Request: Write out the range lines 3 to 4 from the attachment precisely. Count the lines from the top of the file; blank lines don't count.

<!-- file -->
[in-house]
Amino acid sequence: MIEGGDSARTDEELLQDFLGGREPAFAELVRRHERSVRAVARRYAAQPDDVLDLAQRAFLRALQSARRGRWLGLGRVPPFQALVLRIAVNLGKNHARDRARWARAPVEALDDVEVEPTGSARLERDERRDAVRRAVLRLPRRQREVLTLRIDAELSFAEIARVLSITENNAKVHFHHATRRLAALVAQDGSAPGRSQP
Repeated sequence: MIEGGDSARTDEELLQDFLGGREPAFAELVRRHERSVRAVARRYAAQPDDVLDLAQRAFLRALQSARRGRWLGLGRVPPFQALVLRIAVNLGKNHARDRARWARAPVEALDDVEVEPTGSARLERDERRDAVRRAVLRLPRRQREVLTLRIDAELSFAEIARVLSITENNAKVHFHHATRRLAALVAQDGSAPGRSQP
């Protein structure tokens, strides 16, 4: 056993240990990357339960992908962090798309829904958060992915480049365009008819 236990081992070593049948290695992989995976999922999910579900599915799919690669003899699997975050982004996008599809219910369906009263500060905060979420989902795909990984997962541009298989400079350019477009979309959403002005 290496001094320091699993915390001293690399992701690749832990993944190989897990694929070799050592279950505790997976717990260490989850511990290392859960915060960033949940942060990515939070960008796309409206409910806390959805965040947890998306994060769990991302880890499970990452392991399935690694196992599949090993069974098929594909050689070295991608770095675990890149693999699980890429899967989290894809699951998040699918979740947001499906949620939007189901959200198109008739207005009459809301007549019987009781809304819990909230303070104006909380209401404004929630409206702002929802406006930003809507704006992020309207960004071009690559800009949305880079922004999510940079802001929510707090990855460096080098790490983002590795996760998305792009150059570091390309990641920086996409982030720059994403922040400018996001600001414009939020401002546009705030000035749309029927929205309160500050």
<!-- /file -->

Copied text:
Repeated sequence: MIEGGDSARTDEELLQDFLGGREPAFAELVRRHERSVRAVARRYAAQPDDVLDLAQRAFLRALQSARRGRWLGLGRVPPFQALVLRIAVNLGKNHARDRARWARAPVEALDDVEVEPTGSARLERDERRDAVRRAVLRLPRRQREVLTLRIDAELSFAEIARVLSITENNAKVHFHHATRRLAALVAQDGSAPGRSQP
């Protein structure tokens, strides 16, 4: 056993240990990357339960992908962090798309829904958060992915480049365009008819 236990081992070593049948290695992989995976999922999910579900599915799919690669003899699997975050982004996008599809219910369906009263500060905060979420989902795909990984997962541009298989400079350019477009979309959403002005 290496001094320091699993915390001293690399992701690749832990993944190989897990694929070799050592279950505790997976717990260490989850511990290392859960915060960033949940942060990515939070960008796309409206409910806390959805965040947890998306994060769990991302880890499970990452392991399935690694196992599949090993069974098929594909050689070295991608770095675990890149693999699980890429899967989290894809699951998040699918979740947001499906949620939007189901959200198109008739207005009459809301007549019987009781809304819990909230303070104006909380209401404004929630409206702002929802406006930003809507704006992020309207960004071009690559800009949305880079922004999510940079802001929510707090990855460096080098790490983002590795996760998305792009150059570091390309990641920086996409982030720059994403922040400018996001600001414009939020401002546009705030000035749309029927929205309160500050």